I John 2:3-6
We know that we have come to know him if we keep his commands. Whoever says, “I know him,” but does not do what he commands is a liar, and the truth is not in that person. But if anyone obeys his word, love for God is truly made complete in them. This is how we know we are in him: Whoever claims to live in him must live as Jesus did.
Today’s brief section begins John’s letter in earnest. He barreled through his introduction skipping all the niceties of traditional letter openings–no “hello,” no identifying himself or even the ones to whom he’s writing, and no affectionate expressions. Instead he begins with a direct statement affirming the incarnation of Jesus the Christ followed by a statement summarizing Jesus’ message that through him we can have fellowship with God and with his people.
There is an urgency in his form (non-traditional letter) and tone (more on that later). We come to understand his urgency as we read through the letter. We see that false teachers were disrupting this band of Ephesian churches with their rejection of clear apostolic teaching. They made the same claims as the apostles–we have life with God too!–but then proved themselves liars with their doctrinal and moral failures.
It would have been very confusing for the church to see these people–people they loved, people who had sat under the teaching of John with them, and who had lived life alongside of them–begin to cast doubt on his teachings. They would have tempted others to doubt the truth, even fully persuading some. And they likely preyed first on the weak and newly converted. Had their heresies spread unchecked, they would have been devastating. But John, determined to clear up the confusion, restore truth, and provide assurance to true believers, picked up his pen and urgently began to write. In his letter, he administers a series of tests to divide the proverbial sheep from the wolves so that God’s people could be reassured that they have the truth and that the marks of that truth are apparent in their lives. Today’s text introduces the first test. It is the test of obedience. This test revisits the foundational description of life with God from his opening remarks–that christians walk in the light. But here he’s going to drop the metaphorical language of “light”and “darkness” and speak more directly, more concretely. “Fellowship” or life with God is described as “knowing” God or being “in him.” And living in the light is equated with obedience to God’s words.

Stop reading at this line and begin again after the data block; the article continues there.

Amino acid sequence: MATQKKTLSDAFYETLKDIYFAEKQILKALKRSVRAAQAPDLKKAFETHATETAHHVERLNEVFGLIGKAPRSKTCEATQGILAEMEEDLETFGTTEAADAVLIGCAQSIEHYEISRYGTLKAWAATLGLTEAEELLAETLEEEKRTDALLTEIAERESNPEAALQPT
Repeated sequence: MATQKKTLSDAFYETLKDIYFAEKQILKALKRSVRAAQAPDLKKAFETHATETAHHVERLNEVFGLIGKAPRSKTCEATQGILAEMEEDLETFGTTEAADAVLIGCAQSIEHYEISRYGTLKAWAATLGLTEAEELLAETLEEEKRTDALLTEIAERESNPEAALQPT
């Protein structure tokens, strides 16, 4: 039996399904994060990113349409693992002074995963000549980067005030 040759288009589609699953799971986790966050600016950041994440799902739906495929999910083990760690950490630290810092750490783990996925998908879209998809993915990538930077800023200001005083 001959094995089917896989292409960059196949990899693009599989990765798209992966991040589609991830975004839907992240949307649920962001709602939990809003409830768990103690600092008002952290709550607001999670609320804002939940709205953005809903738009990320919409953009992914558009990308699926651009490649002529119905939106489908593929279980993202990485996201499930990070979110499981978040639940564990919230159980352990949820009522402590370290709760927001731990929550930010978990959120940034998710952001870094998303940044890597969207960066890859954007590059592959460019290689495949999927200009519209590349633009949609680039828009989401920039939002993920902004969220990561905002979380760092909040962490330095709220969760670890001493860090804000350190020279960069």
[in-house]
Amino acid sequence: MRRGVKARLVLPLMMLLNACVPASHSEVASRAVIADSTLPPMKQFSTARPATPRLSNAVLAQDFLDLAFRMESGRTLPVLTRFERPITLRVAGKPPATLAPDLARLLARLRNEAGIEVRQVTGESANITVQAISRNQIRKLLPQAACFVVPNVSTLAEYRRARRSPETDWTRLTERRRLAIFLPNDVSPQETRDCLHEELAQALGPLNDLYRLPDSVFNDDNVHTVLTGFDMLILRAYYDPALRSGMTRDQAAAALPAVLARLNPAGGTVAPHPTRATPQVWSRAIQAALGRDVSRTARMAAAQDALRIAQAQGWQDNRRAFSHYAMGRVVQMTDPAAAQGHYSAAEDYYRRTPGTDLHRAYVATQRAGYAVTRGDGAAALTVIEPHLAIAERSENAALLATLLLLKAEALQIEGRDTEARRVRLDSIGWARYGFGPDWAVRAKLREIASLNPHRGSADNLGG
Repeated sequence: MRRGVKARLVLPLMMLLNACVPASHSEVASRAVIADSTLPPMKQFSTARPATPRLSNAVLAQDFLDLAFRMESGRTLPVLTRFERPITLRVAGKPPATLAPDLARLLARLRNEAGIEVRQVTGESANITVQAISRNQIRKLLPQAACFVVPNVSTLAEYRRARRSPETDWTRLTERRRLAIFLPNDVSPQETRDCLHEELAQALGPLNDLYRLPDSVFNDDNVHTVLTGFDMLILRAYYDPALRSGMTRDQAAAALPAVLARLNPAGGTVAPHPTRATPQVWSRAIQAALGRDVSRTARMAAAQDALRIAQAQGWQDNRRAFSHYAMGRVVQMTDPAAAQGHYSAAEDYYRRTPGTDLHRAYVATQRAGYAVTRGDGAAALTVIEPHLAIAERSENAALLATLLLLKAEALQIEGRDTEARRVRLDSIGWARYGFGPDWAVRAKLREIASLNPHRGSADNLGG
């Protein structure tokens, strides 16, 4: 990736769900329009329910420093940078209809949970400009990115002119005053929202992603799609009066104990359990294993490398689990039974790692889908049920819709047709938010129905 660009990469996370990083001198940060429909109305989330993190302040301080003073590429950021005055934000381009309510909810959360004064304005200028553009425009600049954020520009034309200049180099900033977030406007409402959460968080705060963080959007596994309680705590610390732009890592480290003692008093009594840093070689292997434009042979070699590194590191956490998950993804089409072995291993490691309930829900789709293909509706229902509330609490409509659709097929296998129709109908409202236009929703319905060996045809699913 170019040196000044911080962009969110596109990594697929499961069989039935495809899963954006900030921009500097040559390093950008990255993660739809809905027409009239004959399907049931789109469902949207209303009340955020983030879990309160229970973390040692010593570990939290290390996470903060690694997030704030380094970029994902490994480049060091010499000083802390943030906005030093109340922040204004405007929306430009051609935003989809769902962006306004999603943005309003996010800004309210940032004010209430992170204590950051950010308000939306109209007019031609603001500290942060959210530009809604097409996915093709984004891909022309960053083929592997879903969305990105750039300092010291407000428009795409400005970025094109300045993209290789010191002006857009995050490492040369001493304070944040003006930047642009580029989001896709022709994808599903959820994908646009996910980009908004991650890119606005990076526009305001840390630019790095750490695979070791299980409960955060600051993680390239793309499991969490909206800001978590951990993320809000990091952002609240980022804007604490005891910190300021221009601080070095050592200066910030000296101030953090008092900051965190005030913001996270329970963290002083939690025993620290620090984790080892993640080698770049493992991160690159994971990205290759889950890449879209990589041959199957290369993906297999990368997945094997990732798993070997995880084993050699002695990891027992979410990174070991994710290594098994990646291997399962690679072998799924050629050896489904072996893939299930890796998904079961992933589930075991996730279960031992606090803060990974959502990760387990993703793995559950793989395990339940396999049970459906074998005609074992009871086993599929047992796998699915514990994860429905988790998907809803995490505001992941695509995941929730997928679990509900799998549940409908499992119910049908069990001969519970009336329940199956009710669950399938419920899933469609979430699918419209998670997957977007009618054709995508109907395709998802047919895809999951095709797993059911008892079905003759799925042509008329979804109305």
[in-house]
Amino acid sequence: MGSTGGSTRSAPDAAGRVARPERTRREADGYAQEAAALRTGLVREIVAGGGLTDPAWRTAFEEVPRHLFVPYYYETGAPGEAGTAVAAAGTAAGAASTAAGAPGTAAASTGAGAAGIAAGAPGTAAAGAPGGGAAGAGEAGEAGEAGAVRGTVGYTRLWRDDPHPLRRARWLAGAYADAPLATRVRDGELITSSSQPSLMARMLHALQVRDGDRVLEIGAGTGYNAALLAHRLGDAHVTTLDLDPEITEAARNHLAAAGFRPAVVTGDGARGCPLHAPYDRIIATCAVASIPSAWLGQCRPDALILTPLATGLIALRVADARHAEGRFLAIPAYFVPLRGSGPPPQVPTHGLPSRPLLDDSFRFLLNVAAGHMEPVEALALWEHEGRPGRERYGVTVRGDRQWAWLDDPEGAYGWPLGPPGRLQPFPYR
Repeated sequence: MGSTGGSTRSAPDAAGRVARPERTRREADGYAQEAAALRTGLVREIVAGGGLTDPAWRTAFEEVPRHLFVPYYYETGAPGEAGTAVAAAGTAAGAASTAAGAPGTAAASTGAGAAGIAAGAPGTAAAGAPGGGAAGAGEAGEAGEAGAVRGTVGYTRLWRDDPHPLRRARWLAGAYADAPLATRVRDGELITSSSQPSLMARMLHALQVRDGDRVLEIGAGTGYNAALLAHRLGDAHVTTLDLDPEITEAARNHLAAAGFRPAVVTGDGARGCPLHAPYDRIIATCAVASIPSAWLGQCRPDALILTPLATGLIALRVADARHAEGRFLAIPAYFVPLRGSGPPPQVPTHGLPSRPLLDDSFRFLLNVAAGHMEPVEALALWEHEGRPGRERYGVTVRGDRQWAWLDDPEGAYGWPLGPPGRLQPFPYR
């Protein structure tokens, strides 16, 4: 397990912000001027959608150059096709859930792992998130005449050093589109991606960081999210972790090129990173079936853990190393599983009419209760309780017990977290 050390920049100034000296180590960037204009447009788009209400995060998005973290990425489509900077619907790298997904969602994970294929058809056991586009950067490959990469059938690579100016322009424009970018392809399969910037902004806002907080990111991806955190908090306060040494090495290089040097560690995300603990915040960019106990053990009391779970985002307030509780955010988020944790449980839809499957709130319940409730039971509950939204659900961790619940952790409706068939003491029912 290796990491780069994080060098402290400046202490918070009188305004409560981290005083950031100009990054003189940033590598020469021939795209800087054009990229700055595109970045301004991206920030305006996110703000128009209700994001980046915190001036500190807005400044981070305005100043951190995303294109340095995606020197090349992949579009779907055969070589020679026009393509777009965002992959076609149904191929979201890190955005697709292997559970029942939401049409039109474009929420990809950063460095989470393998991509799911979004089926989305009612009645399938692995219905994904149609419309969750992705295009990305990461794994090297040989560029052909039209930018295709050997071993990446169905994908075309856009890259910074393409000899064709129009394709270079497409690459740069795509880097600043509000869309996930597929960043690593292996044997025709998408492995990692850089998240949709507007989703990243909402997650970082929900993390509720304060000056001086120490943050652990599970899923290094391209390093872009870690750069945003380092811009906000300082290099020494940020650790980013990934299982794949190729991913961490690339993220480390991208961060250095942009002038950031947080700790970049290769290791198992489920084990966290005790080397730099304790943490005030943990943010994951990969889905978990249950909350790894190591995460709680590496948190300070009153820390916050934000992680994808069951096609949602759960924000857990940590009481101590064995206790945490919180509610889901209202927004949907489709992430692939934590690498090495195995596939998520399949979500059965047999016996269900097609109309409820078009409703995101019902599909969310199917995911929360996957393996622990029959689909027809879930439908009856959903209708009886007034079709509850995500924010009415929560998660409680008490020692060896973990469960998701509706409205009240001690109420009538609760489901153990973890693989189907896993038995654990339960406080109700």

Those who truly have fellowship with God obey his commands, just as Jesus did, even when he was tempted. (Hebrews 4:15) And with their obedience they demonstrate their love for God–which of course is the demand of the first and greatest commandment. This obedience is so important, so foundational to the Christian life, that John not only talks about it in his introduction and uses it as his first test of true life with God, but revisits it over and over again throughout his letter.
But why so much talk about sin and obedience? Sin was the original problem. It is what cut us off from the life of God in the first place. Jesus died to remove that sin and bring us back to God. When God raised Jesus from the dead, he raised our souls from spiritual death and gave us new life–lives empowered by God himself to resist sin and obey him. Dead people sin. It has no place among the living.
But sin is still deceitful and devastating. It has the same spillover effect as those heresies in Ephesus. It’s unlikely that one false teacher stood up in corporate worship on a Sunday and announced that Jesus wasn’t really human or fully divine or that he didn’t believe they were sinners anymore. More likely he first entertained these lies in private before slowly revealing them to others, over time gaining traction within the church. There is no private sin. It honors no boundaries. What we coddle in our hearts and minds will inevitably bleed out. It will expose itself in our attitudes, and out itself in our speech. Our behaviors will change too–subtly at first and then more boldly as we continue to nurture sin. Over time the sin deceives us so that our view of life, God and truth changes. And it won’t stop there. Our sin will tempt those around us toward reactive sins. It will encourage their watching eyes to model our thinking and behavior. It will cast doubt on our profession and encourage others to doubt their own. Sin will build a vast network of tunnels and roads and channels and attempt to reestablish its dominion in the lives and hearts of all it touches. But God’s people have been set free from sin’s enslaving effect. True believers, though “tempted, tried and sometimes failing”* will not be mastered by its power. Believers will confront that sin with the truth, confess it to the God they love and go on living in the light. True Christian lives are lives of obedience.
*from “Jesus, What a Friend for Sinners“